I don’t know about you, but I haven’t felt Christmassy at all in the run up to December 25th this year. I’m no Scrooge, but apart from watching two Christmas films, coincidentally two film adaptations of A Christmas Carol, and being a ‘bit gutted’ when I’d learned my mum had put up the Christmas tree without me, I haven’t felt that twinge of excitement. Perhaps it’s because I’m not religious. Perhaps it’s because I literally didn’t want anything for Christmas this year. Perhaps I’m too old for Christmas joy and cheer. I don’t know what it is but I’ve spoken to several other people about it, young and old and the conclusion was unanimous. 2013 was one of the biggest let downs of hyped Christmas tidings ever.
Christmas cakes and wrapping paper started creeping into supermarkets by the end of August, shops such as TK Maxx were already half way through their Christmas sales by November, TV has just been engulfed by reality TV, and 7million weeks of The X Factor and the weather, well, I don’t even want to talk about that. All of these disappointments did get me wondering however, how there could ever be a possibility of injecting some Christmas cheer into the nation again. This year, I finished working on 23rd December. By the time I’d finished dropping particular presents off at various destinations, sticking all the Christmas cards to the window and generally FREAKING OUT, it was like 6pm on Christmas Eve. Cue a meal out with the family, awkward TV conversations and sleep at 10.30pm, it was all of a sudden Christmas day. Despite being awake from 5am (a result of excessive sleep deprivation the night prior and I assure you, not excitement of Mr Claus’s arrival) I wasn’t surprised to see that it was already dark outside by 3.30pm and until the cheese and biscuits come out later, you do nothing but wait around on Christmas day. Maybe it’s because my family is miniscule, or perhaps I am more bah humbug than I want to be, but one thing is true, Christmas just didn’t FEEL like Christmas this year.
Bring back finishing work at least 2 days before Christmas and not going back between Christmas and New Year. Close the shops for more than 24 hours. Let the boxing day sales actually start on Boxing Day and continue into the January sales rather than begin on Christmas Eve at 8am. As a fast forwarded, ruthless and selfish society of today, we ruin Christmas for ourselves by not letting it play out its own course. It’s all rushed, it’s all thrown in your face from mid September. We have fed on Christmas and decline into tinsel comas by mid November. The commercialism and greed has shrouded the focus on family. No one seems to get a deserved break anymore, nothing seems to be able to wait. Everyone is apprehensive about returning to work, before they’ve clocked out for the festivities. People race to Boxing day sales, some stores (cough Next, cough) even begin the sales at 5am.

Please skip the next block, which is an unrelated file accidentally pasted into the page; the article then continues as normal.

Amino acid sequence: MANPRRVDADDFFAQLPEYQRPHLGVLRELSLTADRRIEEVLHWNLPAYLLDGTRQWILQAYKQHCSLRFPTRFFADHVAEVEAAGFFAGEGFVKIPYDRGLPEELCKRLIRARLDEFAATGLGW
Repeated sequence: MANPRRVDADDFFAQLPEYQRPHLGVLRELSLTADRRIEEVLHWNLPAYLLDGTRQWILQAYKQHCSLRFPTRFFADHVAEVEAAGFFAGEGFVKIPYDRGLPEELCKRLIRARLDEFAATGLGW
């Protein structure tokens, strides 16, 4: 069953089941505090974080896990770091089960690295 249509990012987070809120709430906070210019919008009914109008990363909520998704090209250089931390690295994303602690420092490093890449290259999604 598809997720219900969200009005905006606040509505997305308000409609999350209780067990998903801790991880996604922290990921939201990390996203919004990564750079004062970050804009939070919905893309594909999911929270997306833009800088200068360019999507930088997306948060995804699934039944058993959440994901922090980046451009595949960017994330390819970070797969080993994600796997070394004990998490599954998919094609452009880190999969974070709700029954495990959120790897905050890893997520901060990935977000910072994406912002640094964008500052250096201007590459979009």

I found this comment on a Telegraph Article titled ‘Has Christmas been ruined?‘ dating back to 2006, a whole 7 years prior to this continued debate. Though I believe this comment comes from a view through rose tinted spectacles (as all good memories are), the basis of the feeling that everyone knows about Christmas, but no one can describe, stays the same:
“When I was a little child, Christmas Day was a day of wonder and delight. We had very little. Our presents were meagre and it was the only day that our family ever saw chicken, let alone ate it. But the fire burned bright and cheerful in the hearth, and it was just possible, if you really looked hard, to see Father Christmas flying across the sky to bring the presents of small, cheap toys, a precious orange, a bar of chocolate made to look like a snow man, and that piece of coal, right in the foot of Dad’s socks, which were our Christmas stockings. Our Christmas tree was a branch from the fir tree in the garden, decorated with paper chains we made ourselves. Wrapping paper was carefully folded and kept for re-use from year to year. None of this because my family was mean, but because it was Wartime and my family, like so many, was poor. On Christmas Eve we went to Church for the magical Carol Service telling the ancient story of the Nativity in song, and on Christmas Day we went to Matins, to return to the gorgeous cooking smells of that precious chicken. Has Christmas been ruined? Without any doubt.” – Tess Nash, 2006.
If I’m completely honest, I’m just waiting for January to begin so as a nation we can embark on our diets, and exercise, annihilation of bad habits and binge drinking until Christmas and New Year cheer is all but a distant memory come February 1st.